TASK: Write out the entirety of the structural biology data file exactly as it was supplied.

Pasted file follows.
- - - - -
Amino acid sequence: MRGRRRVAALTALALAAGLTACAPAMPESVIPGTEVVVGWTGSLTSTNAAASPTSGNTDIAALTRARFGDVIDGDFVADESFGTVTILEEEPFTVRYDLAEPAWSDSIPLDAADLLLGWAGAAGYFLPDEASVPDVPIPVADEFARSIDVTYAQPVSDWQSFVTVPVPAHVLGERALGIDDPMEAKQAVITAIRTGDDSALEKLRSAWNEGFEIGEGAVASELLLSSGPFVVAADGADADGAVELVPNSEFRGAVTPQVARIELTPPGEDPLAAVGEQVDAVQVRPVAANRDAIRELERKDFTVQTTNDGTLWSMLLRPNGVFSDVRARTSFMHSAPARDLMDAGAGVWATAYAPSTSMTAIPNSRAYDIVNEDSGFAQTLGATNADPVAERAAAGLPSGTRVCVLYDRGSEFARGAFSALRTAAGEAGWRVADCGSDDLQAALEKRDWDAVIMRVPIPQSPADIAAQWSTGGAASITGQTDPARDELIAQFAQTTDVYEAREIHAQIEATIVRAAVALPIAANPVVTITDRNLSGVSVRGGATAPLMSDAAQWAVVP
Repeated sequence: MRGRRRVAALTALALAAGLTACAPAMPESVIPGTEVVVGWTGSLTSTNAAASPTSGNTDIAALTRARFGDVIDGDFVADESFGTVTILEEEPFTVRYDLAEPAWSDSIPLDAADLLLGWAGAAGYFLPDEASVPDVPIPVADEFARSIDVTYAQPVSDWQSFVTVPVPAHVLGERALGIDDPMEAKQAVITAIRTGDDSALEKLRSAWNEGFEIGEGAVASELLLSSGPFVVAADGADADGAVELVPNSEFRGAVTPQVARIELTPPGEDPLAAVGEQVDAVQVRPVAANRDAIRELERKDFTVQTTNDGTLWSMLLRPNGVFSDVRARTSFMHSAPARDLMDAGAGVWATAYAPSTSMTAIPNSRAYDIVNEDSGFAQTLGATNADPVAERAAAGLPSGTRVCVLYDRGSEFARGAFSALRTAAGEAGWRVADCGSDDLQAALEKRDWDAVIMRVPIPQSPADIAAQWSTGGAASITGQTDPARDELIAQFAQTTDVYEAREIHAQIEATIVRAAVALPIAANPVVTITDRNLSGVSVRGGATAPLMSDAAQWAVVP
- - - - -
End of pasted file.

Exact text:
Amino acid sequence: MRGRRRVAALTALALAAGLTACAPAMPESVIPGTEVVVGWTGSLTSTNAAASPTSGNTDIAALTRARFGDVIDGDFVADESFGTVTILEEEPFTVRYDLAEPAWSDSIPLDAADLLLGWAGAAGYFLPDEASVPDVPIPVADEFARSIDVTYAQPVSDWQSFVTVPVPAHVLGERALGIDDPMEAKQAVITAIRTGDDSALEKLRSAWNEGFEIGEGAVASELLLSSGPFVVAADGADADGAVELVPNSEFRGAVTPQVARIELTPPGEDPLAAVGEQVDAVQVRPVAANRDAIRELERKDFTVQTTNDGTLWSMLLRPNGVFSDVRARTSFMHSAPARDLMDAGAGVWATAYAPSTSMTAIPNSRAYDIVNEDSGFAQTLGATNADPVAERAAAGLPSGTRVCVLYDRGSEFARGAFSALRTAAGEAGWRVADCGSDDLQAALEKRDWDAVIMRVPIPQSPADIAAQWSTGGAASITGQTDPARDELIAQFAQTTDVYEAREIHAQIEATIVRAAVALPIAANPVVTITDRNLSGVSVRGGATAPLMSDAAQWAVVP
Repeated sequence: MRGRRRVAALTALALAAGLTACAPAMPESVIPGTEVVVGWTGSLTSTNAAASPTSGNTDIAALTRARFGDVIDGDFVADESFGTVTILEEEPFTVRYDLAEPAWSDSIPLDAADLLLGWAGAAGYFLPDEASVPDVPIPVADEFARSIDVTYAQPVSDWQSFVTVPVPAHVLGERALGIDDPMEAKQAVITAIRTGDDSALEKLRSAWNEGFEIGEGAVASELLLSSGPFVVAADGADADGAVELVPNSEFRGAVTPQVARIELTPPGEDPLAAVGEQVDAVQVRPVAANRDAIRELERKDFTVQTTNDGTLWSMLLRPNGVFSDVRARTSFMHSAPARDLMDAGAGVWATAYAPSTSMTAIPNSRAYDIVNEDSGFAQTLGATNADPVAERAAAGLPSGTRVCVLYDRGSEFARGAFSALRTAAGEAGWRVADCGSDDLQAALEKRDWDAVIMRVPIPQSPADIAAQWSTGGAASITGQTDPARDELIAQFAQTTDVYEAREIHAQIEATIVRAAVALPIAANPVVTITDRNLSGVSVRGGATAPLMSDAAQWAVVP